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The American Junkie

by Joseph D. McNamaravia Hoover Digest
Friday, April 30, 2004

Why the drug war has amounted to one long and costly mistake. By Hoover fellow Joseph D. McNamara.

Burgers, Fries, and Lawyers

by Todd G. Buchholzvia Policy Review
Sunday, February 1, 2004

Fast food as scapegoat for fat America

Neither Left nor Right: Selected Columns

Neither Left nor Right: Selected Columns

by Tibor R. Machanvia Books by Hoover Fellows
Thursday, January 1, 2004

In Neither Left nor Right, a collection of his columns, Machan, a relentless advocate of the political philosophy of libertarianism, offers his always well-reasoned, often controversial opinions on the variety of threats to individual liberty in the United States and around th

Swing Dance: Justice O'Connor and the Michigan Muddle

Swing Dance: Justice O'Connor and the Michigan Muddle

by Robert Zelnickvia Books by Hoover Fellows
Thursday, January 1, 2004

With a journalist's eye for detail, Robert Zelnick looks at Justice Sandra Day O'Connor's key role in the controversial University of Michigan affirmative action cases of 203, providing key background information, detailed descriptions of daily arguments, and an evaluation of

Economic Policy

The State Asset Commission: A Powerful New Government Body

by Barry Naughtonvia China Leadership Monitor
Thursday, October 30, 2003

A powerful new government body, the State-Owned Assets Supervision and Administration Commission (State Asset Commission, or SAC, for short), was authorized at the 10th National People's Congress in March 2003 and set up operations in June. The SAC represents an important step forward toward clarifying and modernizing the administration of government property rights and improving the oversight of government managers. But at the same time, because the SAC is intended to gather the reins of many types of authority, there is a risk that it will become an overly powerful and interventionist body. The establishment of the SAC reveals much about the sources and exercise of political power in contemporary China. The commission's head, Li Rongrong, exemplifies the newly emerging technocratic leadership. But, the manner in which the SAC falls in the middle of contention over personnel authority also shows how old-style political considerations remain central.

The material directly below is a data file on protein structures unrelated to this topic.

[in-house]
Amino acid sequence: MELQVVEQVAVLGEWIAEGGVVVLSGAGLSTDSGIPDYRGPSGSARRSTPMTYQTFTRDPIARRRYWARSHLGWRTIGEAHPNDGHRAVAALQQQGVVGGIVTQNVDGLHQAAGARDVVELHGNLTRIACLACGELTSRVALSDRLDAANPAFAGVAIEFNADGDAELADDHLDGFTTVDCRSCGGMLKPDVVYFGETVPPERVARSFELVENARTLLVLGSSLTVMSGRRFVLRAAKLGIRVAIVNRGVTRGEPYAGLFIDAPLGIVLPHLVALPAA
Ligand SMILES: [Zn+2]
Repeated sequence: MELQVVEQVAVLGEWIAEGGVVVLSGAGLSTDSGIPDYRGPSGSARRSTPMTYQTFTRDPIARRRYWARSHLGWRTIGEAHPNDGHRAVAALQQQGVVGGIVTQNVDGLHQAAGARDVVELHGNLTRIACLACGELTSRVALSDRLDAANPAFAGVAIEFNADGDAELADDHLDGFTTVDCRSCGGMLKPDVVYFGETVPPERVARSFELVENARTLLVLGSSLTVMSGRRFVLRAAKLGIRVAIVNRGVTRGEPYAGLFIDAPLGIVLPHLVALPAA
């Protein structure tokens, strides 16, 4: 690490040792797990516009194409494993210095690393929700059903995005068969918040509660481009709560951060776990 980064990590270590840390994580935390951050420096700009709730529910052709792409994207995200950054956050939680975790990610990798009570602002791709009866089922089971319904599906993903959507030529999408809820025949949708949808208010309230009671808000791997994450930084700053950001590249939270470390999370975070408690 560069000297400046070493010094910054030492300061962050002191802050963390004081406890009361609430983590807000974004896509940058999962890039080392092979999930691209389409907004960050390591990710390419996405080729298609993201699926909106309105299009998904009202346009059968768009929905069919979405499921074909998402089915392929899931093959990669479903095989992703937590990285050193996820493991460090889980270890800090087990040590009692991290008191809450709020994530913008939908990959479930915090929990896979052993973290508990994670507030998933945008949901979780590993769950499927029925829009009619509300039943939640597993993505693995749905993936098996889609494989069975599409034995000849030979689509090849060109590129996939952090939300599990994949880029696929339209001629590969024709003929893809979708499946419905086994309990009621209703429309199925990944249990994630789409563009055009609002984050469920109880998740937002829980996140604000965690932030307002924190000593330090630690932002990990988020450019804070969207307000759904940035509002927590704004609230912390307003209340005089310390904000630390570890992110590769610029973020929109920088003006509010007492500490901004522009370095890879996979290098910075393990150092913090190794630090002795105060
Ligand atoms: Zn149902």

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After Michigan

by Robert Zelnickvia Hoover Digest
Thursday, October 30, 2003

In June the Supreme Court issued a definitive—if narrow—ruling that permits the consideration of race in university admissions. This may have been bad law—but was it a bad decision? By Robert Zelnick.

Parents or Prisons

by Jennifer Roback Morsevia Policy Review
Friday, August 1, 2003

When the family fails, the state steps in

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The Rise of the Russian Criminal State

by David Sattervia Hoover Digest
Wednesday, July 30, 2003

During the decade following the fall of communism, Russia became mired in poverty and crime. Hoover fellow David Satter explains what went wrong.

Taking the Campaign Reforms to Court

by James C. Miller IIIvia Hoover Digest
Wednesday, April 30, 2003

Why the Supreme Court should kill McCain-Feingold. By Hoover fellow James C. Miller III.

The Soul of the Law

by Robert Borkvia Hoover Digest
Wednesday, April 30, 2003

The task for legal conservatism? To preserve what we have and to regain as much as possible of what we have lost—a society that attains a more wholesome balance between the freedom of the individual and the legitimate demands of community. By Hoover fellow Robert H. Bork.

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